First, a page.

Consider The Counterfactual: What if, instead of Jim Anderton and the Alliance; someone and something very different had emerged from the wreckage of the New Zealand labour movement at the end of the 1980s? A left-wing populist leader: whose trade union background positioned him as the natural foe of the Business Roundtable and all its political hangers-on; but whose staunchly-held and deeply conservative views on social and environmental issues made him persona non grata on the progressive left.
NEW ZEALAND GOT POPULISM early. If you count Rob Muldoon as this country’s first no-holds-barred populist, then the start-date is 1974. If, as most people do, you date the rise of populism in New Zealand from the advent of the NZ First Party in 1993, then our populist-in-chief is Winston Peters – and he’s been kicking around for a quarter-century.
Compared to some of the nastier populist beasts prowling around western democracies these days, Winston scrubs-up pretty well. Oh sure, he’s been known to play the race card from time-to-time, and we wince at his “Two Wongs don’t make a white” “jokes”. But NZ First and its leader have given us no Charlottesvilles; his followers don’t wear uniforms or carry Tiki-Torches. Rob Muldoon was by far the more terrifying populist of the two. When Winston flashes us that 1,000 Watt grin of his, pretty much all is forgiven.
At heart, Winston is a National Party politician of the old school. He was raised under the gentle rule of Keith Holyoake, when the “historic compromise” between capital and labour: born of the Great Depression and World War II; was in full swing. Like Muldoon, Winston was fervent believer in the “property-owning democracy” that New Zealand had grown into as a result of that compromise.
No more than his pugnacious mentor, was Winston willing to surrender the New Zealand that Labour built, and National managed, to the tender mercies of the ideologues in Treasury and the Business Round Table. NZ First’s posture of resistance towards the policies of the so-called “free market” (policies to which both Labour and National insisted there was no alternative) proved to be a particularly durable political stance. Winston’s vision of what their country once was – and could be again – is shared by many thousands of New Zealanders.
Why then did Jim Anderton’s Alliance fail? It’s a question often asked by those who place themselves on the left of the political spectrum. After all, Anderton had also believed in the social-democratic New Zealand laid low by Roger Douglas and Ruth Richardson. What’s more, he and the Alliance had a much more fully-developed programme to restore it than NZ First had ever bothered to offer the electorate.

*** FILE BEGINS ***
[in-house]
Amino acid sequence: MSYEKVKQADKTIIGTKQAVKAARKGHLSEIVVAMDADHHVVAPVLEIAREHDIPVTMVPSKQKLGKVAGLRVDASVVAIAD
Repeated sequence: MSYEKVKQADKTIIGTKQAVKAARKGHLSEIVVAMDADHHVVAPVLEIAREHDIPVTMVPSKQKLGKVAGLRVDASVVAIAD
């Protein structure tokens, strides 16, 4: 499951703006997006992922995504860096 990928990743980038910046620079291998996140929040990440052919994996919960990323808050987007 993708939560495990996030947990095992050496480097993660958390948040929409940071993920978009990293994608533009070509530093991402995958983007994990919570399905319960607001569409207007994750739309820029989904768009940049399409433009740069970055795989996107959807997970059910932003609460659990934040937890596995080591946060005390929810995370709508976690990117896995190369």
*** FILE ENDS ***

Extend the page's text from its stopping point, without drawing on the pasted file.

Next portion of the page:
The Alliance’s problem – and, therefore, Jim’s problem – was that its most effective constituent parties, the NewLabour Party and the Greens, saw themselves as radically progressive political and social movements, and the Alliance itself as a vehicle for carrying New Zealand well beyond the timid compromises of the immediate post-war era. This was not what Jim wanted, but having placed himself at the head of the Labour Left, he had no choice but to follow along, muttering, behind his younger, much more radical, comrades.
The terrorist attack of 9/11 and the subsequent US assault on Al Qaida’s Afghan hosts – which Jim Anderton instinctively supported and which his anti-war baby-boom comrades just as instinctively opposed – was what brought the Alliance down. Jim and his Progressive Party limped along for another six years – and then it was over.
But, what if, instead of Jim Anderton; instead of the Alliance; someone and something very different had emerged from the wreckage of the New Zealand labour movement at the end of the 1980s? A left-wing populist leader: whose trade union background positioned him as the natural foe of the Business Roundtable and all its political hangers-on; but whose staunchly-held and deeply conservative views on social and environmental issues made him persona non grata on the progressive left. Someone with Mike Moore’s impeccable working-class credentials but lacking the enormous chip that Mike always carried on his shoulder. Someone who, unlike Moore, had refused to drink the neoliberal Kool-Aid, but who possessed every bit of Mike’s cut-through political wit – and then some.
Had a leader like that emerged to break the working-class out of the economically and socially liberal corral into which its largely middle-class parliamentary leadership had penned it, then the shape of twenty-first century politics in New Zealand could have been very different.
Under MMP, an economically radical but socially conservative “Justice Party”, led by the sort of leader described above, would have been able to clear the 5 percent threshold without difficulty. An advocate of state ownership and intervention; a supporter of both trade unionism and trade protectionism; strong on law and order; sceptical of welfare’s enduring utility; unconvinced by feminism, biculturalism and environmentalism; scornful of gay rights; and openly hostile towards multiculturalism and the multi-ethnic immigration it sanctioned; such a party would have separated Labour from a strategically significant chunk of its electoral base and turned NZ First into a National-supporting country party. Among white, working-class males it would have been huge.
Could such a party still emerge to challenge the socially-liberal Left? Not while the economy keeps ticking away. Not while Jacinda’s stardust continues to dazzle the voters. But, if History teaches us anything, it’s that the ingredients for disaster are never far from the reach of those who believe that crisis and opportunity go together like gasoline and open flames.
Cometh the hour, cometh the man with the comb-over.
This essay was originally posted on The Daily Blog of Thursday, 13 September 2018.